The Capone moment: Could LIBOR fracture the international banking cartel?Submitted by Bob-45 on Fri, 05/24/2013 - 04:22
Tue, 21 May 2013 19:31 CDT
The connections and complicity evident in the LIBOR rate-rigging scandal - especially on the part of regulators - are a weak point for the global banking cartel, which connects a broad network of financial institutions that until now have been discussed as "too big to jail." But a brief look at the way Al Capone's crime network was toppled by tax evasion in the 1930s reveals similar, delicate threads that could quickly unravel the current criminal banking regime.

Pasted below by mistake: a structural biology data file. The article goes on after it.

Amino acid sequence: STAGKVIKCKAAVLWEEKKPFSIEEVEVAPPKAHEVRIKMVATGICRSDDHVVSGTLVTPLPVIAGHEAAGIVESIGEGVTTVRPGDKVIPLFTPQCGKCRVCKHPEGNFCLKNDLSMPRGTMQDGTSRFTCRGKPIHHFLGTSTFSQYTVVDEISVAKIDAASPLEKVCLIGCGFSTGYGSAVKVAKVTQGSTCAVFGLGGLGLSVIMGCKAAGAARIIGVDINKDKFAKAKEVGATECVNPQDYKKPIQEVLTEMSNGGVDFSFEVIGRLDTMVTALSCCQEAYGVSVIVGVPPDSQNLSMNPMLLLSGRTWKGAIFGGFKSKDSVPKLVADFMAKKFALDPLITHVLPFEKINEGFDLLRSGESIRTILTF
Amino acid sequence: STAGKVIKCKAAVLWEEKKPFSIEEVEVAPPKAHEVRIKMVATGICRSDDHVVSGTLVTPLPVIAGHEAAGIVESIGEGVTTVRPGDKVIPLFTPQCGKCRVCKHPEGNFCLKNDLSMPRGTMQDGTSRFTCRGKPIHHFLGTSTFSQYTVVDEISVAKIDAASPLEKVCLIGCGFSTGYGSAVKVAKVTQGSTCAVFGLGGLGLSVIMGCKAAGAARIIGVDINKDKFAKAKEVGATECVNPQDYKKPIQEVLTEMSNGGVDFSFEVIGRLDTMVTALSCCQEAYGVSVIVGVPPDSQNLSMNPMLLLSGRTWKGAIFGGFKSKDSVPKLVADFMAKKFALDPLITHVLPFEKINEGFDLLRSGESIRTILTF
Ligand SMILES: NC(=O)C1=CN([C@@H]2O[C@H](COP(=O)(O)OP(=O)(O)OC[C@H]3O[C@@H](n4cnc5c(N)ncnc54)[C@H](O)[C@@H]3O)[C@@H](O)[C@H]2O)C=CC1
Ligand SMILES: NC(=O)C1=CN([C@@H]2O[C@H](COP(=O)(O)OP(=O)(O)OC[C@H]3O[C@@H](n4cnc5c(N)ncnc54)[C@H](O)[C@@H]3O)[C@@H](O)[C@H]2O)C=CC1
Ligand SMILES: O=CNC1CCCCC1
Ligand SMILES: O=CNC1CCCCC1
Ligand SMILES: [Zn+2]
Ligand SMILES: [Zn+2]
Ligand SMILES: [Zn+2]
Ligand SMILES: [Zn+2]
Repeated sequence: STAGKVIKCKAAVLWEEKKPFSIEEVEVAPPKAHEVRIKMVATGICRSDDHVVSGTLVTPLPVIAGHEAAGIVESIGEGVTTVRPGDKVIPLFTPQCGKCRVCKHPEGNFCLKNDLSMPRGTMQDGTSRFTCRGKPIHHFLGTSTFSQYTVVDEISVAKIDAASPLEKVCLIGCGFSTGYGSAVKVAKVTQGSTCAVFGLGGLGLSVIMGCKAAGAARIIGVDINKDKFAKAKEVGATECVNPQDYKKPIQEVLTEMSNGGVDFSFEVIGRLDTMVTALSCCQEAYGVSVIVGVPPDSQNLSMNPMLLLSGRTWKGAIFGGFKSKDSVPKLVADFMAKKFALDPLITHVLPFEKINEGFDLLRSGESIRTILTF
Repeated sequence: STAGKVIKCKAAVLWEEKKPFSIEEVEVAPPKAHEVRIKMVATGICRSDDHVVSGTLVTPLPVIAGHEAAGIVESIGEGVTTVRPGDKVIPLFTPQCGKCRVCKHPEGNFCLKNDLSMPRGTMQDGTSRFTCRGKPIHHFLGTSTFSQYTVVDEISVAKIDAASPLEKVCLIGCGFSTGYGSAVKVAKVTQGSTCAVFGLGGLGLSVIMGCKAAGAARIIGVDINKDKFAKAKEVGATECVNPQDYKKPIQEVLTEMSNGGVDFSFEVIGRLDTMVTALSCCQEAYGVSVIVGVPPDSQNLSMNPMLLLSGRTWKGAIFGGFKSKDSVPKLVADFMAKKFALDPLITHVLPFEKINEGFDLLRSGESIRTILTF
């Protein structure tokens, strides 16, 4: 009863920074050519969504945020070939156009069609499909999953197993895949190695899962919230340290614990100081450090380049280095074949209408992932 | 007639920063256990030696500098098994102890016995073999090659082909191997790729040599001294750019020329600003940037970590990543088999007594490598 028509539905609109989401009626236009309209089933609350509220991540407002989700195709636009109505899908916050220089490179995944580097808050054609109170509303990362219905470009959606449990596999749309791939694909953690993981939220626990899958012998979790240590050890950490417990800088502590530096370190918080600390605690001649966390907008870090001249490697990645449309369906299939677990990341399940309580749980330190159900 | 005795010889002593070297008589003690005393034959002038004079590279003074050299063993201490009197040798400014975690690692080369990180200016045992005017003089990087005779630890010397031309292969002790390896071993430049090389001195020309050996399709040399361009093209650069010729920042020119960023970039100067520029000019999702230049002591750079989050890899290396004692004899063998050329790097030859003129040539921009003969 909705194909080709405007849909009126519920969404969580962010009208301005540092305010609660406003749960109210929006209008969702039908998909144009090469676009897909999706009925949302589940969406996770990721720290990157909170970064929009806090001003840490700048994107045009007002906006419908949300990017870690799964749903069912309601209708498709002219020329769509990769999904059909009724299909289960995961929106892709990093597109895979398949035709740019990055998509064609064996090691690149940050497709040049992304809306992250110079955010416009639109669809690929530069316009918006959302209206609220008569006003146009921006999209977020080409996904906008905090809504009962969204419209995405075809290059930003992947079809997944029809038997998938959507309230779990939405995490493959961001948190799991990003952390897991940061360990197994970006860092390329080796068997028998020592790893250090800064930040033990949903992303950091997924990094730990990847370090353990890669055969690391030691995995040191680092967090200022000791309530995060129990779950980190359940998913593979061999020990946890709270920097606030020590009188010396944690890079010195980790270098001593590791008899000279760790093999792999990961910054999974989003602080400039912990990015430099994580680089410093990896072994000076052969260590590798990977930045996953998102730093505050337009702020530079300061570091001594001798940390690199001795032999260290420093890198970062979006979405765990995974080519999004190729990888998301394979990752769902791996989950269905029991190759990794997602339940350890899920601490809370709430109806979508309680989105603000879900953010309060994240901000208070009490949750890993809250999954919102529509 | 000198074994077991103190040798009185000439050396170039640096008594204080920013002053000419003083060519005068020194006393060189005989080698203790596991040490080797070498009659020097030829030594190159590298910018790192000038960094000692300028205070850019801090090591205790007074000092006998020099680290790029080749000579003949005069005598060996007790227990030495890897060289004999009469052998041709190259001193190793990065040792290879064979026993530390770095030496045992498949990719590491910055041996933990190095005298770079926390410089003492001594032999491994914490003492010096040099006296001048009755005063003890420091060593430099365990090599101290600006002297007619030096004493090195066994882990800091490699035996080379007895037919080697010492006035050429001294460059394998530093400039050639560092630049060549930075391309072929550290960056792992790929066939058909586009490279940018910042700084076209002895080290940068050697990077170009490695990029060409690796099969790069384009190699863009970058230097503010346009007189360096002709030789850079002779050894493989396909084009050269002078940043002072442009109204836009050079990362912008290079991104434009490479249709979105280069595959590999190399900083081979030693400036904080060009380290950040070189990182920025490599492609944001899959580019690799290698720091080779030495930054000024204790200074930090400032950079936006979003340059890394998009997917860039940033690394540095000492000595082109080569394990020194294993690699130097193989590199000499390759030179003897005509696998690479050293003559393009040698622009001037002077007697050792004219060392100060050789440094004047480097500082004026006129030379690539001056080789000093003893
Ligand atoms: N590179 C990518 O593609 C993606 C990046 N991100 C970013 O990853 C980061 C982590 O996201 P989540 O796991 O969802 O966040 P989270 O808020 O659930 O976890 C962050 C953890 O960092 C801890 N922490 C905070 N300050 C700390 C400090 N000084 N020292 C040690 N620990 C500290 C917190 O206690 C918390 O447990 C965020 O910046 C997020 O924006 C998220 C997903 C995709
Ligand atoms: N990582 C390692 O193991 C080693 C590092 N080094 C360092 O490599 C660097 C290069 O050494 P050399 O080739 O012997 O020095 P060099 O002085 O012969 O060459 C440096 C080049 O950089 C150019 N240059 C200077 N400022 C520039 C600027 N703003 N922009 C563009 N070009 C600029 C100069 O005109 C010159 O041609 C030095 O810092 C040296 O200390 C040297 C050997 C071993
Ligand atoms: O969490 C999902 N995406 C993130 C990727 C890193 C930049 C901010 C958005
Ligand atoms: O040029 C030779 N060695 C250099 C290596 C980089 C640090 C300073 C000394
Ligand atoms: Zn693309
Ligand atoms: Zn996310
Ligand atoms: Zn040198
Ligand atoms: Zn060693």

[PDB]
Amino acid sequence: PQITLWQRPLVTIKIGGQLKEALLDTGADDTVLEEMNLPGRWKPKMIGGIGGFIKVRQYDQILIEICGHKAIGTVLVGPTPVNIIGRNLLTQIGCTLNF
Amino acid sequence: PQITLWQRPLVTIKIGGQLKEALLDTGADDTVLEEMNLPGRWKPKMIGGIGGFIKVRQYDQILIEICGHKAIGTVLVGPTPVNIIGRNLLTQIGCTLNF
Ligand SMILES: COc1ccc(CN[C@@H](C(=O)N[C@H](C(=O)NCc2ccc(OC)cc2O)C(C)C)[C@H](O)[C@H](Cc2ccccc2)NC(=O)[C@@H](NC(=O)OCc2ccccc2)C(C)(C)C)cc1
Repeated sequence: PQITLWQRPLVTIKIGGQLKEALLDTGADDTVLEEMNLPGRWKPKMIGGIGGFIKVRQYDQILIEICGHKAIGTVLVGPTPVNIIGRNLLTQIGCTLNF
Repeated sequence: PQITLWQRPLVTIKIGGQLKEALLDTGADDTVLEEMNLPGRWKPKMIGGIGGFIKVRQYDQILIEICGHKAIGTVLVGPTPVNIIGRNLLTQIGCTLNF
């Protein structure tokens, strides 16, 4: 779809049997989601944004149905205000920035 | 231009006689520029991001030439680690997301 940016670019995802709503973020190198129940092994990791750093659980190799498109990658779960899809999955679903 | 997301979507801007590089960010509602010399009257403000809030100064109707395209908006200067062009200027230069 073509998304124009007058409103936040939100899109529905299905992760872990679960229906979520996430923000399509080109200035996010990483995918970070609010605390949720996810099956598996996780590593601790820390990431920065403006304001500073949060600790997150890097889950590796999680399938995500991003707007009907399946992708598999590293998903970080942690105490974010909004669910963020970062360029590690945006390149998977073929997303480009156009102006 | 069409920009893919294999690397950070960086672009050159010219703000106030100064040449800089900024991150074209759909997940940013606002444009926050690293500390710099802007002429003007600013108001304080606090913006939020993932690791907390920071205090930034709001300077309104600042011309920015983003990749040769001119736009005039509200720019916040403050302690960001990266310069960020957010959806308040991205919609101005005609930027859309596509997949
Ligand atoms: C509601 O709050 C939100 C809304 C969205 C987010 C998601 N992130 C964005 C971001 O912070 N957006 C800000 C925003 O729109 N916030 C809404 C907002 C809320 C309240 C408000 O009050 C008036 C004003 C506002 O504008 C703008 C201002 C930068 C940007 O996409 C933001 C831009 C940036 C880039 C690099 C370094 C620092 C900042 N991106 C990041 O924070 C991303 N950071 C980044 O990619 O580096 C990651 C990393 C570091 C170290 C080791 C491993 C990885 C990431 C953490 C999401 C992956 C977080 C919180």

Through male-dominated hierarchical structures, the gangsters in Capone's time rose to dominance through a ruthless pursuit of profits at any price. The crimes were right in people's faces, but they got away with them. Controlling markets as rackets, they co-opted and intimidated authorities. They made enormous riches through organized violence, money laundering and fear-based domination. With an air of invincibility, it seemed at the time that Capone's empire would grow and last forever. Authorities knew he was a criminal overlord who ordered murders, yet none of the charges stuck - until finally he was brought to justice, not for violence, but for tax evasion.
The crimes of the modern banking industry invoke comparisons to the rule of mafia mobs of the 1920s in terms of their projected power and institutionalized acceptance. However, it is worth asking whether the "arrestable" moment for systemic crimes committed in connection with the LIBOR rate-rigging scandal may be nearer than we think.